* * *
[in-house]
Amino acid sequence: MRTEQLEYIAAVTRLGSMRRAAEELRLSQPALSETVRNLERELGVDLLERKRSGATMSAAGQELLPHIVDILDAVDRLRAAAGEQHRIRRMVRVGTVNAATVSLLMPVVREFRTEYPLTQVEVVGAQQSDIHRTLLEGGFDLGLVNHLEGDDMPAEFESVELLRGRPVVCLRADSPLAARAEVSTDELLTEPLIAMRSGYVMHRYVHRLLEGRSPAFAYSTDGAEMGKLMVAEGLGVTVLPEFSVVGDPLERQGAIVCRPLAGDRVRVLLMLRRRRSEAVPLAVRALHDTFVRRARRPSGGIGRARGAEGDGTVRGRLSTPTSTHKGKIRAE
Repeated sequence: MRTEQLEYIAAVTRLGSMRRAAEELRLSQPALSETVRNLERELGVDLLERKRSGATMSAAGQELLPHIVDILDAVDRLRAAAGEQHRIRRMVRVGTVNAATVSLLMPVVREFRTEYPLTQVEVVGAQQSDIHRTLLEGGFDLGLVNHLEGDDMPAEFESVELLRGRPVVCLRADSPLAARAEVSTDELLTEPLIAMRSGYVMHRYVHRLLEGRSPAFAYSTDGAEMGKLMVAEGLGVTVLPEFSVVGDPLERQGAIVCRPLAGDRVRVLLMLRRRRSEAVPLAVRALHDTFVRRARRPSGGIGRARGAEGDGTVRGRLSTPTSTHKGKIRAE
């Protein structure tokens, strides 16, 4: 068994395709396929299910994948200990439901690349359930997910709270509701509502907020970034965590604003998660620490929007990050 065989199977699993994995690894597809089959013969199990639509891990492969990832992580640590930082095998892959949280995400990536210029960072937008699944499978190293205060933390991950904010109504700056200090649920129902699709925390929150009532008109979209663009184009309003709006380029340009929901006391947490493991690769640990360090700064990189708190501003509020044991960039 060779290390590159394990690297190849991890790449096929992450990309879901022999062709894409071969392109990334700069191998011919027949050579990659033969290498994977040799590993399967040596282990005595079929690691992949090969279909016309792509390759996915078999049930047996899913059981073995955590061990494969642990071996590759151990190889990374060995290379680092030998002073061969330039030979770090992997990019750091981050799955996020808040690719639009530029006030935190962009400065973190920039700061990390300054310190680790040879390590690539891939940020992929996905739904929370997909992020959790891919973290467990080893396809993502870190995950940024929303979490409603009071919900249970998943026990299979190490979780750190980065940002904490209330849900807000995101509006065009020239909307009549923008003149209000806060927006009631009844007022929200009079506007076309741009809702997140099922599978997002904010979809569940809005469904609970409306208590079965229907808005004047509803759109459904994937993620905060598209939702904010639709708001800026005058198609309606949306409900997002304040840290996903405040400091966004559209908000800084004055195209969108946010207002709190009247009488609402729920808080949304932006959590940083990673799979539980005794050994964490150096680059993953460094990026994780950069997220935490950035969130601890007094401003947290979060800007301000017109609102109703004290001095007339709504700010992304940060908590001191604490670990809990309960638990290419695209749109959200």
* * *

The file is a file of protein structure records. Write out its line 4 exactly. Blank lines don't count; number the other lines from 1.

């Protein structure tokens, strides 16, 4: 068994395709396929299910994948200990439901690349359930997910709270509701509502907020970034965590604003998660620490929007990050 065989199977699993994995690894597809089959013969199990639509891990492969990832992580640590930082095998892959949280995400990536210029960072937008699944499978190293205060933390991950904010109504700056200090649920129902699709925390929150009532008109979209663009184009309003709006380029340009929901006391947490493991690769640990360090700064990189708190501003509020044991960039 060779290390590159394990690297190849991890790449096929992450990309879901022999062709894409071969392109990334700069191998011919027949050579990659033969290498994977040799590993399967040596282990005595079929690691992949090969279909016309792509390759996915078999049930047996899913059981073995955590061990494969642990071996590759151990190889990374060995290379680092030998002073061969330039030979770090992997990019750091981050799955996020808040690719639009530029006030935190962009400065973190920039700061990390300054310190680790040879390590690539891939940020992929996905739904929370997909992020959790891919973290467990080893396809993502870190995950940024929303979490409603009071919900249970998943026990299979190490979780750190980065940002904490209330849900807000995101509006065009020239909307009549923008003149209000806060927006009631009844007022929200009079506007076309741009809702997140099922599978997002904010979809569940809005469904609970409306208590079965229907808005004047509803759109459904994937993620905060598209939702904010639709708001800026005058198609309606949306409900997002304040840290996903405040400091966004559209908000800084004055195209969108946010207002709190009247009488609402729920808080949304932006959590940083990673799979539980005794050994964490150096680059993953460094990026994780950069997220935490950035969130601890007094401003947290979060800007301000017109609102109703004290001095007339709504700010992304940060908590001191604490670990809990309960638990290419695209749109959200």